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Doctor Failed to Diagnose Cancer Threat

Failed to diagnose cancer threat


A doctor ignored the concerns of two colleagues and failed to diagnose cancer threat based on the fact she had pre-cancerous cells on her cervix, the General Medical Council (GMC) has heard.

Consultant obstetrician and gynaecologist Dr Nidhi Tripathi performed destructive treatment to the cervix without waiting for the results of a smear test, the GMC's Fitness to Practice Panel was told.

The patient, identified only as Mrs A, said she was 41 and wanted to have children via IVF when she first saw Dr Tripathi at the Bupa Wellesley Hospital in Southend-on-Sea in July 2004. She had been referred by her GP, who felt that a deeper colposcopy examination might be needed as her IVF consultant had noted she had a "rather unhealthy looking cervix".

Mrs A, who was in the final stages before beginning IVF, told the London-based panel: "She decided there was no need to have a colposcopy and explained it was cervical erosion. She said it can happen when women get older and it is nothing to worry about. She said: 'I can see that your IVF consultant is concerned but I have told you, darling, that there is nothing to worry about. It is not cervical cancer - it is erosion.'

A few days later, Dr Tripathi performed a punch biopsy and destructive treatment to the cervix, the panel heard. Just three weeks later, the results from Mrs A's smear test came back and recommended colposcopy.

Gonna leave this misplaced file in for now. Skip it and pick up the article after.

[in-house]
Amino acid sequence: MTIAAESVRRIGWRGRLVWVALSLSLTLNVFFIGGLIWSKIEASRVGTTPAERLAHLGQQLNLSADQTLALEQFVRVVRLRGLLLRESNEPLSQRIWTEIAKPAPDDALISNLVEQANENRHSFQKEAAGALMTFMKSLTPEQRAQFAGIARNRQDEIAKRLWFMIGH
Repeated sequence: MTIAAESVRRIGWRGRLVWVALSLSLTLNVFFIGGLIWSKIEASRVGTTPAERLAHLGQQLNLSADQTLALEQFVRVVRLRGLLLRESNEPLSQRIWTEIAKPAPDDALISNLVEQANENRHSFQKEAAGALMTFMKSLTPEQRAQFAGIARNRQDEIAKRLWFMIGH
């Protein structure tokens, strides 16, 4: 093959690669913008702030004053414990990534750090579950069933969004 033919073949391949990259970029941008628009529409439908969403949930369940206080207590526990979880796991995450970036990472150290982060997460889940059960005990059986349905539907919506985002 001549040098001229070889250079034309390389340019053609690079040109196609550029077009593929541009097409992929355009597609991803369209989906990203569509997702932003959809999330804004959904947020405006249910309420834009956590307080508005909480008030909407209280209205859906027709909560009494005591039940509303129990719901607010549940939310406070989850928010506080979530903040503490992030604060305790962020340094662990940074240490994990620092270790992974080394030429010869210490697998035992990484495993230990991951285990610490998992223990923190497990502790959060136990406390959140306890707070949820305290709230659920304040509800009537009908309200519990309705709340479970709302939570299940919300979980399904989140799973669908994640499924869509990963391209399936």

It was alleged that Dr Tripathi did not pass this information on to the patient and even when she wrote to Mrs A's IVF consultant, she did not tell him of the concerns raised by the smear results. Instead, she wrongly said that, following treatment, Mrs A was fit for any other procedure to be performed.

Mrs A's suspicions that something was wrong were only raised when she tried to cancel an appointment for a more in-depth examination at the Southend Hospital. The nurse urged her not to.

IVF treatment failed in November 2004. In January 2005, Mrs A had a repeat smear and cervical biopsy. She told the panel: "I had high-grade pre-cancerous cells and, if they were left, there was a high possibility they would return to cancer. I felt devastated."

She had a hysterectomy at the Royal Marsden Hospital in July 2006.

Dr Tripathi is accused of unacceptable, inappropriate and inadequate behaviour that was professionally sub-standard and not in the best interests of her patient. She denies that her fitness to practice was impaired by her conduct or by a deficient professional performance.

If you have suffered due to a delayed cervical cancer diagnosis or misdiagnosed cervical cancer, our medical negligence lawyers could help you claim compensation. Call 0808 163 4557 for a free initial consultation or see our Cancer Misdiagnosis Claims page for more details.